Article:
MPs disturbed by councils' arts cuts

28 Mar 11
Many arts organisations will close as a result of a 'double whammy' of funding cuts by local authorities and Arts Council England, MPs have warned
By Lucy Phillips

28 March 2011

Many arts organisations will close as a result of a ‘double whammy’ of funding cuts by local authorities and Arts Council England, MPs have warned.

In a report published today, the Commons culture, media & sports committee says it is ‘disturbed’ by the number of local authorities proposing ‘very substantial cuts’ to arts organisations as they grapple with their own swingeing budget cuts.

It comes as the Arts Council has to make considerable reductions in the grants it awards arts projects, following a 30% cut in its grants-in-aid money from central government.

The ‘double-whammy’ will ‘inevitably mean the end for a number of local arts institutions and arts events’, the report warns. Regional museums and galleries are deemed particularly at risk.

The cross-party group MPs recommend that local authorities introduce ‘local honours systems’ to mitigate some of the damage. This would reward philanthropists who invest in the arts and heritage of that area.

While today’s report, Funding of the arts and heritage, warns that the impending cuts could prove ‘disastrous’ for the sector, the committee also says that the high levels of public investment in the arts over recent years were unsustainable.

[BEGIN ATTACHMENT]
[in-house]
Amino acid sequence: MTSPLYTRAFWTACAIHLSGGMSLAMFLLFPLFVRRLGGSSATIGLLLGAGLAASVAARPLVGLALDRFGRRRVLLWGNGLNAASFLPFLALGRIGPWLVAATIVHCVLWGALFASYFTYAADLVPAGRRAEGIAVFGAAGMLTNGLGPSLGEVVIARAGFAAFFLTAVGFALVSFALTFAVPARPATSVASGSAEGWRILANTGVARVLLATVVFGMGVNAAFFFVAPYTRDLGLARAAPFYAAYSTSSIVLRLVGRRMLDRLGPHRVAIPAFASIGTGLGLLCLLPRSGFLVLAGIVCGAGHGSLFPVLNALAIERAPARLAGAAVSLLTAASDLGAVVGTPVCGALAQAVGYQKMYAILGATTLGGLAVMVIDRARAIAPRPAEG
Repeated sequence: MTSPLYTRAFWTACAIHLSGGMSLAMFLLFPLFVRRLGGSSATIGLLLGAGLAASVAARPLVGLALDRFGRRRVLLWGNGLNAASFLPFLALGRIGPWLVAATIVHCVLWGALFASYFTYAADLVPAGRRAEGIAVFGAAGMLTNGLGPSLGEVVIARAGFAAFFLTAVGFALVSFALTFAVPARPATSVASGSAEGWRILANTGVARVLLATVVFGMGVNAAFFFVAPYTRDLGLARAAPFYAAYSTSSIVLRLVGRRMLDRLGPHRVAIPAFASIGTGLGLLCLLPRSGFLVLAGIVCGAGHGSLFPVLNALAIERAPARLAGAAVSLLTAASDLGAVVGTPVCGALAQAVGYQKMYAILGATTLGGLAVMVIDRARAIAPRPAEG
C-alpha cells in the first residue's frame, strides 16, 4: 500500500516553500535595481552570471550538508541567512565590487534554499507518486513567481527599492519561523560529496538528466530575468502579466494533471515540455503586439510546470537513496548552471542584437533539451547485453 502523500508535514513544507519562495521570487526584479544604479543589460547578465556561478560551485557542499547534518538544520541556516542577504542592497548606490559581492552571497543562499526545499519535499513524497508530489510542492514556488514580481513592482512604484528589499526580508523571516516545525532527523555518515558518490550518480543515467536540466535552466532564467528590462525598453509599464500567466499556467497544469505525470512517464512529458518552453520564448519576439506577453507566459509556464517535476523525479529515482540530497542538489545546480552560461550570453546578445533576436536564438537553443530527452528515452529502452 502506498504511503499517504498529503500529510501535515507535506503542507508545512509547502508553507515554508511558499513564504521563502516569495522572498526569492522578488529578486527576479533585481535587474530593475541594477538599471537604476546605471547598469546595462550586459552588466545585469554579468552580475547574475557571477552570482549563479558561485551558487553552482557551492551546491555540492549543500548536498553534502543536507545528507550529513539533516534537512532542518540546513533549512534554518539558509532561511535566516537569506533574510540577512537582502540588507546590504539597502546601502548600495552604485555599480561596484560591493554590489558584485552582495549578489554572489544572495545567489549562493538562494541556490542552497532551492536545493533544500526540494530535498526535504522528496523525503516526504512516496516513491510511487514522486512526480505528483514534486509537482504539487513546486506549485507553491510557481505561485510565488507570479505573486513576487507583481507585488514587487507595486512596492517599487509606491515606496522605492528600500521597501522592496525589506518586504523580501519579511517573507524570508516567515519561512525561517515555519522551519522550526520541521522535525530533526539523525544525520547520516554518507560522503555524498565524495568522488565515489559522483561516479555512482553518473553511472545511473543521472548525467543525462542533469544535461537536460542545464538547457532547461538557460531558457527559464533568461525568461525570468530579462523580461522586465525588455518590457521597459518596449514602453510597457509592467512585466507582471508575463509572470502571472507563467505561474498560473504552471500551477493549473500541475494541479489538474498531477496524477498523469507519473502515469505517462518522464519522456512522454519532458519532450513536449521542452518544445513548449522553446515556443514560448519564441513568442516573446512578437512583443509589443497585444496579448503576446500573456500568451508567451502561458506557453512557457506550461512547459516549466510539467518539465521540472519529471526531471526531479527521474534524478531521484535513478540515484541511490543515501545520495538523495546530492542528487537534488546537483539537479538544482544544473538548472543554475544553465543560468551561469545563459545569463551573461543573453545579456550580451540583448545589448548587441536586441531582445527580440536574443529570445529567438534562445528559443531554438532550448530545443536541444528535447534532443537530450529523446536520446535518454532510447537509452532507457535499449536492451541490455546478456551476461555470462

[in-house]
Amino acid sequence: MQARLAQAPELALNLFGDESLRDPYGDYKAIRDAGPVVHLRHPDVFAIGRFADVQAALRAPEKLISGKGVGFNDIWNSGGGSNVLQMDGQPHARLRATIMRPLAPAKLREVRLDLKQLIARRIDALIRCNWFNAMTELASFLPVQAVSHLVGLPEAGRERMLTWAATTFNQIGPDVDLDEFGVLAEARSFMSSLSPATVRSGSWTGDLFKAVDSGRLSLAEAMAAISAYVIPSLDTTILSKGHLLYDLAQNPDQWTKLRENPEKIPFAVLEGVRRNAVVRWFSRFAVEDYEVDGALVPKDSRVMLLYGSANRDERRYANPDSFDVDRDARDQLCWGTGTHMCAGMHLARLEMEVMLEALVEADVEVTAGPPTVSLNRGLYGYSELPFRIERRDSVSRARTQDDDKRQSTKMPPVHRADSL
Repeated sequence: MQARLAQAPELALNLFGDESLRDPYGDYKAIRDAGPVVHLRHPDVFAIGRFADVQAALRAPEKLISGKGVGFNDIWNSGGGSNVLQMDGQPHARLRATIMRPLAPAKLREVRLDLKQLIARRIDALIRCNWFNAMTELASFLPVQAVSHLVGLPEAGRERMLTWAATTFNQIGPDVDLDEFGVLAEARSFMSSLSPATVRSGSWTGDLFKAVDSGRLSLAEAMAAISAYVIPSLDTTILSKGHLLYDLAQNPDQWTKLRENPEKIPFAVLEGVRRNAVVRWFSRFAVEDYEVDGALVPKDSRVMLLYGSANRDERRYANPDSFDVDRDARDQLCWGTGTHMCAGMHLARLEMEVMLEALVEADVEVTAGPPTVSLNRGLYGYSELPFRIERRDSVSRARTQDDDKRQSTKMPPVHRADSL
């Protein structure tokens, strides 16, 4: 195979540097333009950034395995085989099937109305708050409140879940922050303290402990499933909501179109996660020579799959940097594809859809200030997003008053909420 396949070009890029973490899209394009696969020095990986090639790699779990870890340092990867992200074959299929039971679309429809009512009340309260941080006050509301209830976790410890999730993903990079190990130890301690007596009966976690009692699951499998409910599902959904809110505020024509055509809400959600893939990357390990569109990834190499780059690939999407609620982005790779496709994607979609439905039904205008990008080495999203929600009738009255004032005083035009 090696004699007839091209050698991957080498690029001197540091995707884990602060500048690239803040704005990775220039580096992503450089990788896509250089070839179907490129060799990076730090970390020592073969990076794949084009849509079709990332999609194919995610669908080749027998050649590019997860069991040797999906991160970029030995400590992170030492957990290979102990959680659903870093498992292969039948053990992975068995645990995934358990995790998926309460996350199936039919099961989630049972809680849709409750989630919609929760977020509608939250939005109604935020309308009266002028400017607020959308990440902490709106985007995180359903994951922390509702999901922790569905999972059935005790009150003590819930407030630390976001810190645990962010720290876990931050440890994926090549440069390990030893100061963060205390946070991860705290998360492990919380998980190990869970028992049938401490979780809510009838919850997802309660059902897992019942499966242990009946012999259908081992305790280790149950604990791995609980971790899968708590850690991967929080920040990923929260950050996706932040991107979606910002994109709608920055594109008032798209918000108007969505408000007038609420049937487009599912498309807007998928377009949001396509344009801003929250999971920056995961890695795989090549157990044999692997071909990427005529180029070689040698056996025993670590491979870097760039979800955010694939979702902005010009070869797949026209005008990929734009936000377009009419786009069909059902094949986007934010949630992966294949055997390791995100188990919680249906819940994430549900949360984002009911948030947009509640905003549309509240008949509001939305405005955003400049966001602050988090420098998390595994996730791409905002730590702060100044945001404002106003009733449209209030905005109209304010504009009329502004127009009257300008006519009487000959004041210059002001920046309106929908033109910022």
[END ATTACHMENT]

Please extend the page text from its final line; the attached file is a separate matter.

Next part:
Committee chair John Whittingdale said: ‘Over the past 20 years, the arts have enjoyed particularly high levels of public investment. While this has created a vibrant and successful arts scene in the UK, there has also undoubtedly been waste.

‘We realise that cuts in public spending will have a major impact on arts and heritage organisations, forcing some closures, and we regret that. However, at a time when cuts are biting across the board, it is right that all sectors share the burden.’  

Government funding to the Arts Council in England increased by more than 150% to £453m in the 12 years to 2010, the report says. But the ‘financially comfortable period’ led to the quango spending far too much on its own administration. While it has already cut its costs by half, the committee believes a further cut of 50%, as required by the government, ‘can be managed’.

The MPs criticised the Arts Council for a series of mistakes, most notably its involvement in the Public gallery in West Bromwich, which was beset by financial difficulties before it opened in 2009. Coming in millions of pounds over budget, this was the ‘worst example of a gross waste of public money by the Arts Council’, the MPs said.

An Arts Council England spokesman today responded: ‘The Public is old news, and is not representative of the Arts Council’s investments in capital projects.’ The quango also rejected the committee’s suggestions that it should sell off some of its artwork collection to help plug the current funding gap.

The government also came under fire from the committee, for the way it scrapped arts quangos such as the UK Film Council and Museums, Libraries and Archives Council. There was little dialogue with the bodies before their abolition, the MPs found, and no forethought given to what would take over their functions. The committee has urged ministers to review their decision to abolish the MLA next year, saying there was ‘no persuasive reason’ to close it down.

A spokesman from the Department for Culture, Media and Sport said the committee’s report was ‘a valuable contribution to a complex debate’ and it would publish a full response in due course.

Did you enjoy this article?